Flu Vaccination News. When And How To Get Vaccinated, What Does The Vaccine Affect?

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Flu Vaccination News. When And How To Get Vaccinated, What Does The Vaccine Affect?
Flu Vaccination News. When And How To Get Vaccinated, What Does The Vaccine Affect?

Video: Flu Vaccination News. When And How To Get Vaccinated, What Does The Vaccine Affect?

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Video: Flu vaccinations and COVID-19 2023, January
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Flu vaccination news. When and how to get vaccinated, what does the vaccine affect?

Is immunity against flu weakened at the peak of the cold season if vaccinations are too early? Does influenza vaccination reduce the effects of statins? Is it harmful to vaccinate so often?

Flu vaccination news. When and how to get vaccinated, what does the vaccine affect?
Flu vaccination news. When and how to get vaccinated, what does the vaccine affect?

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Three years ago, the STAT published some questions about influenza vaccination. Science has not stood still, and many studies have been published during this time, so STAT clarifies some new questions and returns to old problems based on new information.

1.How long does the flu vaccine's protection last, does it fade in one season?

Indeed, there is an “in-season relaxation” of protection. A study by the US Centers for Disease Control and Prevention, published in 2017, estimated a decrease of about 7% per month since vaccinations. A study by the Kaiser Permanente Vaccine Center, published in Spring 2019, showed a higher attenuation rate of about 16% 28 days after vaccination.

Therefore, it is recommended to be vaccinated not in August-September, but closer to the end of October. But as the agency's director of influenza, Dan Jernigan, noted, "Anytime from September to November is better than not doing it at all."

2. Does taking statins reduce the effectiveness of the vaccine?

There are concerns that the use of statins (drugs to lower cholesterol) could actually undermine the effectiveness of the flu vaccine. This is especially troubling because statins are typically taken by older people who are at risk of becoming seriously ill or dying from the flu.

According to data received in recent years, concerns have not been confirmed. So, the research institute of the clinic. Marshfield looked at data from six seasons of influenza and found no significant reduction in vaccine efficacy among statin users.

And researchers from the FDA and the Centers for Disease Control and Prevention analyzed the medical records of 2.8 million Medicare recipients and saw no difference between vaccinated statin users and those who did not take statins.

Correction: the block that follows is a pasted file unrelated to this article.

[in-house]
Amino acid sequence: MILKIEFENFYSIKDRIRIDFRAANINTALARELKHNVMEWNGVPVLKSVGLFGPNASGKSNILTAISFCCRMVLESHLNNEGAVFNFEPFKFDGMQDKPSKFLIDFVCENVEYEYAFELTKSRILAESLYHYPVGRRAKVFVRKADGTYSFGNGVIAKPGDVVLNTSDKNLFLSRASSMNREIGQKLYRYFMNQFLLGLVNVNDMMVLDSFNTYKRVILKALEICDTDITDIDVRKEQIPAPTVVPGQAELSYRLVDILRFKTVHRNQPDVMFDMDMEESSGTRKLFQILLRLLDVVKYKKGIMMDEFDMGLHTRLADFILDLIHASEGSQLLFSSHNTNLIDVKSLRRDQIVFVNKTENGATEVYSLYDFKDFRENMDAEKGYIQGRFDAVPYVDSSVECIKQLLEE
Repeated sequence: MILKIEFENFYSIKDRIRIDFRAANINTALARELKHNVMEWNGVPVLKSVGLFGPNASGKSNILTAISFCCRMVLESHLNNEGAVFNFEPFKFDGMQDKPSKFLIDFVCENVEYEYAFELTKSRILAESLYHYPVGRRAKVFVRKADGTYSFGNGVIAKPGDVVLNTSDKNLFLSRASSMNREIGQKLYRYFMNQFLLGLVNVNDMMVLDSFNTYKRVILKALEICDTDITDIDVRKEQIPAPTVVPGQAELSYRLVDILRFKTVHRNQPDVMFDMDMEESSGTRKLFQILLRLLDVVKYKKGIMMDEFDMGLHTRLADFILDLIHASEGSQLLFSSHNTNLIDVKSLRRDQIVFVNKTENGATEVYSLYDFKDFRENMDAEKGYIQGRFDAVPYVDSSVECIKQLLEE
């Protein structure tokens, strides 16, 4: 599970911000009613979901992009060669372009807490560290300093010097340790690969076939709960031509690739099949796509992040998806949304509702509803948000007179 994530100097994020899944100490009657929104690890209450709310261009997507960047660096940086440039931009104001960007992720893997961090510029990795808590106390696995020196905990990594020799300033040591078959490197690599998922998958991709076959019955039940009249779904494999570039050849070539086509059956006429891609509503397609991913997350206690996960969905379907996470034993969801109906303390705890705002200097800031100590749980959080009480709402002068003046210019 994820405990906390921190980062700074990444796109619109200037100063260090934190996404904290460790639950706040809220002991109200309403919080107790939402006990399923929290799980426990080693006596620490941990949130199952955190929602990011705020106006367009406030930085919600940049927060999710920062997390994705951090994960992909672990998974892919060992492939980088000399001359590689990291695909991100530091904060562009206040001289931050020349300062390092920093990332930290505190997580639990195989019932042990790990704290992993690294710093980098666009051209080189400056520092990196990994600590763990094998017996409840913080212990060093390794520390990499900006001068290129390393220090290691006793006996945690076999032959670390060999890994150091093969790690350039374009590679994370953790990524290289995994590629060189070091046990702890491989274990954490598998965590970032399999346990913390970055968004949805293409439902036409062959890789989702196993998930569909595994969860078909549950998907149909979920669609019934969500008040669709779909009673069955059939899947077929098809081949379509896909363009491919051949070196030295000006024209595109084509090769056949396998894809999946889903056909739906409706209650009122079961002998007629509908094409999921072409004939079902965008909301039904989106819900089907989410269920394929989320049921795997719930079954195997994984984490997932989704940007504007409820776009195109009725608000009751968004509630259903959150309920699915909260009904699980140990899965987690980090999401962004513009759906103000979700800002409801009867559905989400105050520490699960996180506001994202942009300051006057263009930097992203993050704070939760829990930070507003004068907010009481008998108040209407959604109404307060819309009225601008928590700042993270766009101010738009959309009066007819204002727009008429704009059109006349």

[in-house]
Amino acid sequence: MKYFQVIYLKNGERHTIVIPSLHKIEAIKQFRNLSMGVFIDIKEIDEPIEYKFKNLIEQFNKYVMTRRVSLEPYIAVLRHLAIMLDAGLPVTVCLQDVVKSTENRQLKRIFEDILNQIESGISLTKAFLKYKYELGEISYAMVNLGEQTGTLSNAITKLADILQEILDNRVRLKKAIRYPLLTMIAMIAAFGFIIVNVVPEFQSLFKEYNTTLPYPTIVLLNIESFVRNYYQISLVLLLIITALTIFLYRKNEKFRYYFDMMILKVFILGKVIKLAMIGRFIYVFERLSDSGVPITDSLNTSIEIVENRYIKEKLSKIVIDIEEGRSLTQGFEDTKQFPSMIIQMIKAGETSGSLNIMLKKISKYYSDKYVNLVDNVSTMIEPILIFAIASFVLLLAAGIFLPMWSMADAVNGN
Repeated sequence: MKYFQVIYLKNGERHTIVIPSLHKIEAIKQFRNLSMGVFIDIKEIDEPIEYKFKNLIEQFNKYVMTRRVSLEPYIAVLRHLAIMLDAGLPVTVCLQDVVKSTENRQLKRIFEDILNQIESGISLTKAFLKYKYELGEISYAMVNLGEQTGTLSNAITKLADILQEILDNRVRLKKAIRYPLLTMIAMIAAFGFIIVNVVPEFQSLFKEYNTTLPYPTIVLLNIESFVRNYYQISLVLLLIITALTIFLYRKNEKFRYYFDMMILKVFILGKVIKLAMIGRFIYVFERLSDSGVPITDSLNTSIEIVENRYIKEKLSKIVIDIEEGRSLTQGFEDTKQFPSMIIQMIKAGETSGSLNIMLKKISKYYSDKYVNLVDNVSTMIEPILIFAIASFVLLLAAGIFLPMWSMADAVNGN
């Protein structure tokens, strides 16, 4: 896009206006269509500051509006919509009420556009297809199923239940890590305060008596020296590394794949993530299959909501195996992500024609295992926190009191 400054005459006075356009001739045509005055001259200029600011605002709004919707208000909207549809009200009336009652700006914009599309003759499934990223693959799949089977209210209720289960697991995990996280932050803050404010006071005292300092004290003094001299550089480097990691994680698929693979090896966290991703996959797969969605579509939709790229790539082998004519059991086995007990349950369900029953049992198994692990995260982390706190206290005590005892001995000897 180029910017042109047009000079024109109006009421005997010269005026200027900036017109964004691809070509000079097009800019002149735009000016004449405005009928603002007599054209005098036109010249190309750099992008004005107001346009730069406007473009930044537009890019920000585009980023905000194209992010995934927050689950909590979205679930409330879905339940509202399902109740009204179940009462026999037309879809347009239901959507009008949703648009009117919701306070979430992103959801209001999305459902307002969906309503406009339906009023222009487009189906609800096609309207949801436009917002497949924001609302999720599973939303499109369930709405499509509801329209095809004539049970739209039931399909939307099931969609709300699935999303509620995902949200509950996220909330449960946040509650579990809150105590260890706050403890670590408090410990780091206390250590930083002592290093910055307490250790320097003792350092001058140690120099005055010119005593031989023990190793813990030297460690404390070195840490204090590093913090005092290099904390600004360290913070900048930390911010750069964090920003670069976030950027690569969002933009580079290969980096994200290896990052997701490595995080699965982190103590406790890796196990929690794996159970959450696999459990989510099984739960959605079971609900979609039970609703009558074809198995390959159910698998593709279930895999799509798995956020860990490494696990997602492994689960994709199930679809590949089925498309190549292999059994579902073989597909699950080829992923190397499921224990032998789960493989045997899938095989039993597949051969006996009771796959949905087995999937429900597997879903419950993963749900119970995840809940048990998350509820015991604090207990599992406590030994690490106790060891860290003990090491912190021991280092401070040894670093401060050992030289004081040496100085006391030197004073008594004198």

3. Is it worth getting vaccinated annually?

There is a growing belief that a yearly flu shot can interfere with the immune system's ability to generate a strong response to the vaccine. It is believed that this phenomenon occurs in years when the viruses in the vaccine were not updated, and the circulating viruses are different from the version of the vaccine. People who are re-vaccinated may eventually become infected. Influenza researchers call this "negative intervention."

A research team from McMaster University led by Marc Loeb conducted a massive meta-analysis, examining all the scientific literature on the subject. It was concluded that booster vaccinations do not always undermine the protection of a vaccine, but the question is "still a little open."

However, current guidelines for getting the flu shot each year are not subject to revision.

Also, with flu, an imprinting effect is observed, according to which the first influenza viruses that the body encountered in its life leave an indelible mark on the immune system. For example, if the first infection was caused by the H3N2 virus, the body will always produce more antibodies to H3 viruses when vaccinated.

Therefore, the belief that the flu seasons are most difficult for older people may shift to “some flu seasons”. In particular, older adults have done very well with the 2009 H1N1 pandemic - their immune system recognizes it as a distant cousin of the influenza virus they encountered earlier in life. While those born in the late 1950s and 1960s first became infected with other viruses, therefore, H1N1 viruses pose a greater threat to them.

4. Should I use FluMist?

It is the only nasal spray vaccine developed by AstraZeneca (AZN). In the USA, an expert committee found it ineffective and recommended not to use it in the 2016–2017 and 2017–2018 flu seasons. In 2018, the committee concluded that the changes made to the vaccine solved the problem of effectiveness and recommended it again, but by then many companies had already placed their orders for the 2018-2019 season. And this year another misfortune befell FluMist - AZN is having problems producing the viruses needed for two of the four components of the vaccine.

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